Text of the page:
(Reporting by Joseph Menn in San Francisco; Editing by Will Dunham and Edward Tobin)

Image Credit: Reuters

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Source: https://datafloq.com/read/analysis-murkiness-russias-ransomware-role-complicates-biden-summit-mission/15439

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Huawei CFO seeks publication ban on HSBC documents in U.S. extradition case

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By Moira Warburton

VANCOUVER (Reuters) – Huawei Chief Financial Officer Meng Wanzhou on Monday will seek to bar publication of documents her legal team received from HSBC, a request opposed by Canadian prosecutors in her U.S. extradition case who say it violates the principles of open court.

Meng’s legal team will present arguments in support of the ban in the British Columbia Supreme Court.

Meng, 49, was arrested at Vancouver International Airport in December 2018 on a warrant from the United States, where she faces charges of bank fraud for allegedly misleading HSBC about Huawei Technologies Co Ltd’s business dealings in Iran and potentially causing the bank to break U.S. sanctions on business in Iran.

She has been under house arrest in Vancouver for more than two years and fighting her extradition to the United States. Meng has said she is innocent.

Lawyers for Huawei and HSBC in Hong Kong agreed to a release of the documents in April to Meng’s legal team on the condition that they “use reasonable effort” to keep confidential information concealed from the public, according to submissions filed by the defense on Friday.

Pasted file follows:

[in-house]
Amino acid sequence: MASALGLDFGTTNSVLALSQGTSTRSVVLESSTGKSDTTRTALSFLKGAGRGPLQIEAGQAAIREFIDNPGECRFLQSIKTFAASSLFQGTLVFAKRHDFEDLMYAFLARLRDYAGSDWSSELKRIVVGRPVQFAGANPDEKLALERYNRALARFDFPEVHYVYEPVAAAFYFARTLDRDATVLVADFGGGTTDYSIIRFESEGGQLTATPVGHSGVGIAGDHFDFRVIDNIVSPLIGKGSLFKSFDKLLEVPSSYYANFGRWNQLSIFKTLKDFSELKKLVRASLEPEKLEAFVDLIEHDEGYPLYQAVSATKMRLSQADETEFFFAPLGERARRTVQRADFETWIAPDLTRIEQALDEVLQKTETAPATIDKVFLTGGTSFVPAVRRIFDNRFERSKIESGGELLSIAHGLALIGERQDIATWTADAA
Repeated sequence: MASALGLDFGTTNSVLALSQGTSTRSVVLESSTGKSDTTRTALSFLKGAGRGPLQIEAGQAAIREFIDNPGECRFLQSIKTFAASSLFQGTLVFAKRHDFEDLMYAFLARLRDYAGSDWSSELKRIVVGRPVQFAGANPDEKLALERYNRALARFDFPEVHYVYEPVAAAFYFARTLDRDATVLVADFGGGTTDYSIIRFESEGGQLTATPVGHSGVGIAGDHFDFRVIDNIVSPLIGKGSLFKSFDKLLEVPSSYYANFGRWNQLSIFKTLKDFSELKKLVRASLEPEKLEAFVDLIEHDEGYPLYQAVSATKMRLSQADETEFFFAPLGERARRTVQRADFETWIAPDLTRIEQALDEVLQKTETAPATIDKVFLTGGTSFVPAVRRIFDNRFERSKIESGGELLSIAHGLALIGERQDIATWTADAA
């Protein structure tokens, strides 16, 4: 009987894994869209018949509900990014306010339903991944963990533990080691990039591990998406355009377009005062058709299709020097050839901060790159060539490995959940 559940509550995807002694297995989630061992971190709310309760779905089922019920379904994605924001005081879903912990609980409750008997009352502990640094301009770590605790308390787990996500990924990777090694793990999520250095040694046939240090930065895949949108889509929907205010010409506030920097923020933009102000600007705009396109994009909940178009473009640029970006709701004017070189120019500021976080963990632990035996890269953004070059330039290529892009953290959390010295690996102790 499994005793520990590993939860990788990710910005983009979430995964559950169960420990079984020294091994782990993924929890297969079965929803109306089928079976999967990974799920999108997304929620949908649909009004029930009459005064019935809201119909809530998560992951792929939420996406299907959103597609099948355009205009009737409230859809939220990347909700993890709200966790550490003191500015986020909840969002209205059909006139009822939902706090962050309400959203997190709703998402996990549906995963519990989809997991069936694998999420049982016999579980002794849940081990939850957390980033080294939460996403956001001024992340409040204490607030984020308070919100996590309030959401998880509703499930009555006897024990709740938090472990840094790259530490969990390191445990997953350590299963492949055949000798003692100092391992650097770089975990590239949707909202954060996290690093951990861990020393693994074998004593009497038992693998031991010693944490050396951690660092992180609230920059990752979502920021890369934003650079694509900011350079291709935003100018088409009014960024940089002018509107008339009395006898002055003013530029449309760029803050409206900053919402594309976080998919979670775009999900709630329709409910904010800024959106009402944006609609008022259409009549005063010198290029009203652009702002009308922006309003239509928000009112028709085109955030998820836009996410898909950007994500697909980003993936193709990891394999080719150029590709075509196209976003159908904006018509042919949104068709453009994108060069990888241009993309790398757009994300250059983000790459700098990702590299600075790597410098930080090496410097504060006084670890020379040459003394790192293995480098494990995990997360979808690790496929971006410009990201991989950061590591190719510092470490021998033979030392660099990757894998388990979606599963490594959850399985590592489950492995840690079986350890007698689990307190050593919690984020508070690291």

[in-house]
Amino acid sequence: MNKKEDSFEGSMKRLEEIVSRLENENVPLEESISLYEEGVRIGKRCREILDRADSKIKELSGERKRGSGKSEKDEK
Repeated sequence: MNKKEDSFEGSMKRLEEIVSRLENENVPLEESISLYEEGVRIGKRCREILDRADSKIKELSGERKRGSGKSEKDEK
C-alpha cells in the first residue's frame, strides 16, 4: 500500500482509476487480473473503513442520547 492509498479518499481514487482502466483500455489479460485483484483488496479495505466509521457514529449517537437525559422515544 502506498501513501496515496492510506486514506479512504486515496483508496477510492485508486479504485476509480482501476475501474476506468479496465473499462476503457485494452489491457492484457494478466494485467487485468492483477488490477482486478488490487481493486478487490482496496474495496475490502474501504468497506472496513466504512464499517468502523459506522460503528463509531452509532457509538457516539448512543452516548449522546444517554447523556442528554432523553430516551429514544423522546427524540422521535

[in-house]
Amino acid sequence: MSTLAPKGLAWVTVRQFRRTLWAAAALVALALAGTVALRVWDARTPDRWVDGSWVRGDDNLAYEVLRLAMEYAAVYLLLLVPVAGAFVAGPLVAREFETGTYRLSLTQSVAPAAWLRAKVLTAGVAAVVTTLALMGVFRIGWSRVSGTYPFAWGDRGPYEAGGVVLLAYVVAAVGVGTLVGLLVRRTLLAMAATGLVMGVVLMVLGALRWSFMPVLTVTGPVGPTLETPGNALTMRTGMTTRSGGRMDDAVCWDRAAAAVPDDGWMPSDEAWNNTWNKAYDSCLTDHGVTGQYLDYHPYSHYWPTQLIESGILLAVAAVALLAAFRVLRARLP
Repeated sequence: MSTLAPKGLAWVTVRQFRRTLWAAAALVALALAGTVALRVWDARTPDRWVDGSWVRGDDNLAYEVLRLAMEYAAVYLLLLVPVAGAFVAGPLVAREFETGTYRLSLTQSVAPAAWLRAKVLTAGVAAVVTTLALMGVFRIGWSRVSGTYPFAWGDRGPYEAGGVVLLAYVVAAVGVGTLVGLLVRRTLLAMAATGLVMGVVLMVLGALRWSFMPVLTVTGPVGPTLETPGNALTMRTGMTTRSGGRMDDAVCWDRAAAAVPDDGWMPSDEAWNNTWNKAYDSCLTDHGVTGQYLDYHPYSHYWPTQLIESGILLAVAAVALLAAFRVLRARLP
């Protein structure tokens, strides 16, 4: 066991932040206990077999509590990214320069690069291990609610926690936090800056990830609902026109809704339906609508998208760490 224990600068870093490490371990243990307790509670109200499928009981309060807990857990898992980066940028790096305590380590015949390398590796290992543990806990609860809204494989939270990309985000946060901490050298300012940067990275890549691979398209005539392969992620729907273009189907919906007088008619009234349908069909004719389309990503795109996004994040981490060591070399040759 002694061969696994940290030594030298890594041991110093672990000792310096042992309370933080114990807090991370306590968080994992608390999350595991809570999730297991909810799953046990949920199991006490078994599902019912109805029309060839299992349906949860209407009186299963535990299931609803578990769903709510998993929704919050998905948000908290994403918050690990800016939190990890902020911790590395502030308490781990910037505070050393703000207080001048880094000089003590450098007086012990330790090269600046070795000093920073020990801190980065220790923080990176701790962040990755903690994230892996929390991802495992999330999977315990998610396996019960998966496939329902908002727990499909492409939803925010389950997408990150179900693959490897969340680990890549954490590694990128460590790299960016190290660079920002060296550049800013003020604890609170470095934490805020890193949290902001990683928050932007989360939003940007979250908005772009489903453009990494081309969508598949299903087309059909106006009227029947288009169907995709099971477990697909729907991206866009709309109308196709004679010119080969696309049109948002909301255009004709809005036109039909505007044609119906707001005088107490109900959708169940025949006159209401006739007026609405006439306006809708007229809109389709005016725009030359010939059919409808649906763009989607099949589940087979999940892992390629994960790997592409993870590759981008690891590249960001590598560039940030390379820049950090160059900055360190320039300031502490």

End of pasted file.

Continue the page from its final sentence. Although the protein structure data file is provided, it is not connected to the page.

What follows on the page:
Prosecutors representing the Canadian government argued against the ban, saying in submissions filed the same day that “to be consistent with the open court principle, a ban must be tailored” and details should be selectively redacted from the public, rather than the whole documents.

A consortium of media outlets, including Reuters News, also opposes the ban.

The open court principle requires that court proceedings be open and accessible to the public and to the media.

It is unclear what documents Huawei obtained from HSBC, but defense lawyers argue they are relevant to Meng’s case.

Meng’s hearing was initially set to wrap up in May but Associate Chief Justice Heather Holmes granted an extension to allow the defense to read through the new documents.

Hearings in the extradition case are scheduled to finish in late August.

(Reporting by Moira Warburton in Vancouver; Editing by Howard Goller)

Image Credit: Reuters

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Source: https://datafloq.com/read/huawei-cfo-seeks-publication-ban-hsbc-documents-us-extradition-case/15438